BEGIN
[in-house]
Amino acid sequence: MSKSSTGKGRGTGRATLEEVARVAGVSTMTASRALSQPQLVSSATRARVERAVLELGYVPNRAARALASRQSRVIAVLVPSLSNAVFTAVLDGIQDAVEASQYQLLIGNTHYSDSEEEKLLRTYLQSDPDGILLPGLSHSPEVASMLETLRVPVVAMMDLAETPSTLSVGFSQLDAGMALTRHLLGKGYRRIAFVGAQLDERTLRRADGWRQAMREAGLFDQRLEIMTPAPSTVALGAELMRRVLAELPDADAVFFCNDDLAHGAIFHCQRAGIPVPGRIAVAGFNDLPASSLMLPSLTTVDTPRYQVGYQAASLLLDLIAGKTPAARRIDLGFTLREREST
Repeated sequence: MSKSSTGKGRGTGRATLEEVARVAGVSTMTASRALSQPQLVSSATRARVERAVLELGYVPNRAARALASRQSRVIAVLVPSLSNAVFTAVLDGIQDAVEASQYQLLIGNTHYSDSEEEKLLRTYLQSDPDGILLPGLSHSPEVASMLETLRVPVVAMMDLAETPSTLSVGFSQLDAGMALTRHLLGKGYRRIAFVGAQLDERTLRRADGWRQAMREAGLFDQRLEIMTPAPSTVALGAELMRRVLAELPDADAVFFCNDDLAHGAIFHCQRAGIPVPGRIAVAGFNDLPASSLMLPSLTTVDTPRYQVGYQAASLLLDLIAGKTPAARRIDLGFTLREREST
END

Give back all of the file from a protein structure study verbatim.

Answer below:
[in-house]
Amino acid sequence: MSKSSTGKGRGTGRATLEEVARVAGVSTMTASRALSQPQLVSSATRARVERAVLELGYVPNRAARALASRQSRVIAVLVPSLSNAVFTAVLDGIQDAVEASQYQLLIGNTHYSDSEEEKLLRTYLQSDPDGILLPGLSHSPEVASMLETLRVPVVAMMDLAETPSTLSVGFSQLDAGMALTRHLLGKGYRRIAFVGAQLDERTLRRADGWRQAMREAGLFDQRLEIMTPAPSTVALGAELMRRVLAELPDADAVFFCNDDLAHGAIFHCQRAGIPVPGRIAVAGFNDLPASSLMLPSLTTVDTPRYQVGYQAASLLLDLIAGKTPAARRIDLGFTLREREST
Repeated sequence: MSKSSTGKGRGTGRATLEEVARVAGVSTMTASRALSQPQLVSSATRARVERAVLELGYVPNRAARALASRQSRVIAVLVPSLSNAVFTAVLDGIQDAVEASQYQLLIGNTHYSDSEEEKLLRTYLQSDPDGILLPGLSHSPEVASMLETLRVPVVAMMDLAETPSTLSVGFSQLDAGMALTRHLLGKGYRRIAFVGAQLDERTLRRADGWRQAMREAGLFDQRLEIMTPAPSTVALGAELMRRVLAELPDADAVFFCNDDLAHGAIFHCQRAGIPVPGRIAVAGFNDLPASSLMLPSLTTVDTPRYQVGYQAASLLLDLIAGKTPAARRIDLGFTLREREST